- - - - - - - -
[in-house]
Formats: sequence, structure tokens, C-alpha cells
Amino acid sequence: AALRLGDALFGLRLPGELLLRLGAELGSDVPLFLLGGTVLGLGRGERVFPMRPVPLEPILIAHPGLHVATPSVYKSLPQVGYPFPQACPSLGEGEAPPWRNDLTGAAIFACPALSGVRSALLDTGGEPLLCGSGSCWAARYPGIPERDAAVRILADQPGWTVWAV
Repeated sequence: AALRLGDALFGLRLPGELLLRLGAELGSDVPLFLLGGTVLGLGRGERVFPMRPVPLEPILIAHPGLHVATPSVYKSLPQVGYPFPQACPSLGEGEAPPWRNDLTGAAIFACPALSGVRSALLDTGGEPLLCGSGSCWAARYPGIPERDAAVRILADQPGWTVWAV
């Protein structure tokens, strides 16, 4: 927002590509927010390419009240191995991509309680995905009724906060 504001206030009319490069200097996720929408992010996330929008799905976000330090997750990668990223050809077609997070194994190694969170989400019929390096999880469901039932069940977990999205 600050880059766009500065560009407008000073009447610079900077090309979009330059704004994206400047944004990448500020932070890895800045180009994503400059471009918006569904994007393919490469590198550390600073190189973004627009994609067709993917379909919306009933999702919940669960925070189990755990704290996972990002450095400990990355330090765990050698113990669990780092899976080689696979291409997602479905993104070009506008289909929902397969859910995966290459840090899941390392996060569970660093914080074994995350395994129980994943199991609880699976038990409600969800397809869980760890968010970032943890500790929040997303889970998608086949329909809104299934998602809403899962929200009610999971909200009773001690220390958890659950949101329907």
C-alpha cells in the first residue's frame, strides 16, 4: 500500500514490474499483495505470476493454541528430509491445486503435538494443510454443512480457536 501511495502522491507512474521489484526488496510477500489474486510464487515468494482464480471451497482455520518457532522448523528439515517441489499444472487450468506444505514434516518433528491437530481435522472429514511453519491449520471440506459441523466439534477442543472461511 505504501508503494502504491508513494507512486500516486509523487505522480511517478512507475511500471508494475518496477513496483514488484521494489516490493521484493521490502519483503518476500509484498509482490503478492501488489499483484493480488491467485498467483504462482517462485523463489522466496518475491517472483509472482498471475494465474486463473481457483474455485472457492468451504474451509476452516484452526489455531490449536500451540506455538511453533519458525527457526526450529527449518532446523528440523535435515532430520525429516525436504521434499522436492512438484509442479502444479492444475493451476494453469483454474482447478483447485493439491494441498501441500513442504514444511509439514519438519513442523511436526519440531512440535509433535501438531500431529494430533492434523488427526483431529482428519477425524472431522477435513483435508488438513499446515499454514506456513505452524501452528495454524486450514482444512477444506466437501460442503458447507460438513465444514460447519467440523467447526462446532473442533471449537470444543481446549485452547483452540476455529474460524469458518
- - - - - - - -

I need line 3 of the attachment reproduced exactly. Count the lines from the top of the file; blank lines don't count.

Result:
Amino acid sequence: AALRLGDALFGLRLPGELLLRLGAELGSDVPLFLLGGTVLGLGRGERVFPMRPVPLEPILIAHPGLHVATPSVYKSLPQVGYPFPQACPSLGEGEAPPWRNDLTGAAIFACPALSGVRSALLDTGGEPLLCGSGSCWAARYPGIPERDAAVRILADQPGWTVWAV